Financial MOTs needed throughout later life
Age UK's financial resilience report calls for financial MOTs throughout later life, Vivienne Man, Age UK's Policy Adviser, explains why.
‘We are woefully underprepared’ for our ageing society. This was the conclusion of last year’s House of Lords Select Committee on Public Service and Demographic Change report, Ready for Ageing? Medical advances may have helped many of us to live until our 80s and 90s but financial services have yet to catch up.
Older people are key contributors to the UK economy. People aged 65 and over spend in excess of £121 billion a year and Age UK estimates that their economic contribution totals £61 billion a year. In addition, people aged 85 and over represent the fastest growing segment of the population. But along with increasing longevity, have come technological changes; greater individual responsibility; and financial uncertainty.
This uncertainty is why Age UK decided to hold a Financial Services Commission to examine how the financial resilience of older people can be improved. We ran a series of summit events to engage senior leaders from the financial services industry, the government, consumer groups and regulators to discuss the key issues facing older people and money, and to develop potential solutions.
Financial Resilience in Later Life report, launched today, sets out Age UK’s roadmap for industry, Government and regulators to improve the financial resilience of our ageing society. The report’s conclusions are especially timely given the changes announced in the budget to liberalise the private pensions market earlier this year. Age UK broadly welcomed these radical changes, but also emphasise how additional measures are needed to ensure the reforms work effectively for everyone.
Among the report’s recommendations are calls for ‘u-shaped’ products and services that support our longer, more complex lives with the largest financial outgoings for many coming at the start of retirement and towards the end of life. To ensure that product innovation works in the interests of consumers, the report calls for financial services to be more honest and transparent about products, particularly around investment returns. It’s equally important that any associated guidance or advice highlights the potential longevity of retirement and spending patterns over time.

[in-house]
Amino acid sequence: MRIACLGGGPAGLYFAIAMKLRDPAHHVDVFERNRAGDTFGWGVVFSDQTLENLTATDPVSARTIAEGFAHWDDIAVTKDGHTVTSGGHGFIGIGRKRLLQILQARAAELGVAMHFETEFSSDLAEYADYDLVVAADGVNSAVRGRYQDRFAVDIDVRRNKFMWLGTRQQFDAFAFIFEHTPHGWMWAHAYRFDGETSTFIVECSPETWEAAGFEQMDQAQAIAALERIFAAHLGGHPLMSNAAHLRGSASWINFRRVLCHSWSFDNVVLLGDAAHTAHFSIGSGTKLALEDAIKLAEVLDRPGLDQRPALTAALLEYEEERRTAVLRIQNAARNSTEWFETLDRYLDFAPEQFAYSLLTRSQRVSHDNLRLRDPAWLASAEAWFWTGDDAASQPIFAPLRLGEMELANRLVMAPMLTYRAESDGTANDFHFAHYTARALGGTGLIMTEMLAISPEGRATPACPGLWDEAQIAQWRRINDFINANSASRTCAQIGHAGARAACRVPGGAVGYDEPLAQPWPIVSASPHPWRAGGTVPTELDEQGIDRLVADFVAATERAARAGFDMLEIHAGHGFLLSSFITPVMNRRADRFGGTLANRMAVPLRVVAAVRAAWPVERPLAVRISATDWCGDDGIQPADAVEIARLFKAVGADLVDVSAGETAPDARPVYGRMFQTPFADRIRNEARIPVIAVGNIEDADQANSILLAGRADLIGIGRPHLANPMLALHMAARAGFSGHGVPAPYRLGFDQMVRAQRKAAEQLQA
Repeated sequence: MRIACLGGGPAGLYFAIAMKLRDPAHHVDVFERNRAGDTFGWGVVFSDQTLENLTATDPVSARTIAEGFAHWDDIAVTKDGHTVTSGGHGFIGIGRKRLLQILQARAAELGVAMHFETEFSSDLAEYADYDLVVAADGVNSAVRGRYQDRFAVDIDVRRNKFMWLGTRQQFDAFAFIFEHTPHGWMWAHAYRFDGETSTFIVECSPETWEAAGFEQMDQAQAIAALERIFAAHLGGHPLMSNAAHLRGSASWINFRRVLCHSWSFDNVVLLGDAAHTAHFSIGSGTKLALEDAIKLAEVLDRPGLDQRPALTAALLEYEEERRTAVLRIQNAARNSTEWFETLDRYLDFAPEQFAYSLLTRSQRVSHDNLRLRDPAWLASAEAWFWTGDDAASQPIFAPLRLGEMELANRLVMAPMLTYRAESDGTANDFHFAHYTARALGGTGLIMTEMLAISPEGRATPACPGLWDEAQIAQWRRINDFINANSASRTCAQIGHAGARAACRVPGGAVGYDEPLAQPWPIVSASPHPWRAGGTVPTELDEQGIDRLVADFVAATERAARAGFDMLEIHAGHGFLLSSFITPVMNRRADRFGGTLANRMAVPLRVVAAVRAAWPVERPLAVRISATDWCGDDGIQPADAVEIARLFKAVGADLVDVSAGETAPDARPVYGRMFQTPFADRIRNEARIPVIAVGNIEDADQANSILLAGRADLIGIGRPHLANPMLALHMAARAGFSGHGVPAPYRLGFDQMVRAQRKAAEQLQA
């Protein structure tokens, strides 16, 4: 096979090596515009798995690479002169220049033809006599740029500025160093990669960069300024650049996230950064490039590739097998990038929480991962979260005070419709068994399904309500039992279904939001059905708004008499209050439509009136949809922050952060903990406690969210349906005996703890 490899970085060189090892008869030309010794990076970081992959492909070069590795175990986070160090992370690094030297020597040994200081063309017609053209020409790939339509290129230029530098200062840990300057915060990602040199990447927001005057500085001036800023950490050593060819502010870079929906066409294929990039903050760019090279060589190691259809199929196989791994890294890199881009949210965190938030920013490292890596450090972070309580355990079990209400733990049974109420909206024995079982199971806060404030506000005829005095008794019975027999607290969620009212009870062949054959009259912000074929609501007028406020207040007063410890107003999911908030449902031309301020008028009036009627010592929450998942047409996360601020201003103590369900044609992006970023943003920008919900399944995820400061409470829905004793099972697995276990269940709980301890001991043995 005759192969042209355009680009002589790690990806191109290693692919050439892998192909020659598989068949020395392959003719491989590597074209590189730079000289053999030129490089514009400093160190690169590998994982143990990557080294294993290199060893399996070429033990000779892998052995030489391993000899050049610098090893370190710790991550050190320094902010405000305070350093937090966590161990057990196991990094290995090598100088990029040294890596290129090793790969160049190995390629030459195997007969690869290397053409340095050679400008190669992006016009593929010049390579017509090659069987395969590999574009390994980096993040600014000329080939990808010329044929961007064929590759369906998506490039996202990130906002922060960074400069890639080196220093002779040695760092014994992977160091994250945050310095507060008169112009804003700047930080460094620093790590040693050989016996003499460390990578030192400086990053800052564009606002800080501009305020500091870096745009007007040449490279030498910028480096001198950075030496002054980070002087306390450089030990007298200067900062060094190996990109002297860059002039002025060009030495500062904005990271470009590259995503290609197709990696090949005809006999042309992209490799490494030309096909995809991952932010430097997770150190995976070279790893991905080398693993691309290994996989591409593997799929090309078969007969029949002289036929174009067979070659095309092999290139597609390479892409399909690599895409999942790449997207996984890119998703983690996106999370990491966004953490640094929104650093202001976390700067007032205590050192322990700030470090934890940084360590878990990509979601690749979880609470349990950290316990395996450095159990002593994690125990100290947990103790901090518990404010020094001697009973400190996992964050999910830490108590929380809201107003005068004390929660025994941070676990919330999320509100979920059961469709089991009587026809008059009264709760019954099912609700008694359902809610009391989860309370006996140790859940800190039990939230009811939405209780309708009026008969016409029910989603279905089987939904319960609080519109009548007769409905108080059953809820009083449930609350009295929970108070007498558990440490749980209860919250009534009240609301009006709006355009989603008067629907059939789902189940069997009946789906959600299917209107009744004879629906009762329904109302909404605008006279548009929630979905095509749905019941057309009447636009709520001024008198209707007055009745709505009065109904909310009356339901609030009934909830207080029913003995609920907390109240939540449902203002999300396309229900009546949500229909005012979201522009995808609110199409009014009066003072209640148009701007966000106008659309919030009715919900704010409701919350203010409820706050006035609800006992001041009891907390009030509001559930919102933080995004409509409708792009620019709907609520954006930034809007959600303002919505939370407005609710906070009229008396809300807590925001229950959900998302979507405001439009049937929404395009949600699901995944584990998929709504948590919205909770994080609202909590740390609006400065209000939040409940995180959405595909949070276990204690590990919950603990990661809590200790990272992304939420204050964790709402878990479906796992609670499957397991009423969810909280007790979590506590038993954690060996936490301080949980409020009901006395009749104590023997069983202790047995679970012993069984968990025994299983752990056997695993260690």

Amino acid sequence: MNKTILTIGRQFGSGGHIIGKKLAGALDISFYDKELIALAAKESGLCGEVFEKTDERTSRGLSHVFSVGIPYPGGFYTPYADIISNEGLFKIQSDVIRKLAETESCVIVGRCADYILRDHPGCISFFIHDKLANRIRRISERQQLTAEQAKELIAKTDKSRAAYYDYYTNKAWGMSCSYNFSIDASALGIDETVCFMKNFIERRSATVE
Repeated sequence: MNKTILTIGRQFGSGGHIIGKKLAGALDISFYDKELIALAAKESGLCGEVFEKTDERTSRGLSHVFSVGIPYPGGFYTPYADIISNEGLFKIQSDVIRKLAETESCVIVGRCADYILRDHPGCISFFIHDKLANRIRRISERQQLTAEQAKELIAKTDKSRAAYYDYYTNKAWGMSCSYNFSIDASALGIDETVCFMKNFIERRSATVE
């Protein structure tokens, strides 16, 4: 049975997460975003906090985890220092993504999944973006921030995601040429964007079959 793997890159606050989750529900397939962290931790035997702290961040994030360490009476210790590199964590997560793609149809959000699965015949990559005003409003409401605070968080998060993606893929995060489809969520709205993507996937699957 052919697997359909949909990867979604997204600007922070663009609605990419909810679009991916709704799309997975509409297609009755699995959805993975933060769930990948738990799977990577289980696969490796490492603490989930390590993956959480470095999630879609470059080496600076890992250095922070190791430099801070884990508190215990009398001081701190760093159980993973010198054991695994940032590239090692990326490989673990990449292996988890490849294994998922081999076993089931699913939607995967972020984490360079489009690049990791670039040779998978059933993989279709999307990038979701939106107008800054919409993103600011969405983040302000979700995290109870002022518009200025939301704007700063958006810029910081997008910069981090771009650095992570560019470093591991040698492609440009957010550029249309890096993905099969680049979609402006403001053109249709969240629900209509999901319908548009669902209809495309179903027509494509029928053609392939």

In addition, after 2015, a cross-government-commissioned review into the long-term savings and pensions market is recommended to develop a more coherent policy for annuities, pensions, tax relief and NISAs. This would also serve as an opportunity to review the impact of the reforms on industry behaviour and assess whether the reforms protect consumer interests.
The pensions liberalisation announced in April’s budget make the Commission’s calls for regular ‘financial MOTs’ in later life particularly pertinent. This calls for a holistic joined up retirement guidance journey throughout later life, so people have regular financial checks ups approaching and during retirement. Some movement towards this is already taking place. The Department for Business, Innovation and Skills has recently piloted a Mid-life Career Review, the new guidance guarantee starts next April and we’d like to see the development of a ‘care navigator’. If these three touch points could be cohesively linked, it could genuinely strengthen everyone’s financial resilience in later life.
The government, society and individuals all need to play their part in preparing for and maintaining a decent standard of living in later life. The financial services industry has a pivotal role to play in engaging with individuals and delivering solutions that enable people to build up and maintain their financial resilience throughout later life. You can download a full copy of the report from the
Age UK website.
Vivienne Man is Policy Adviser at Age UK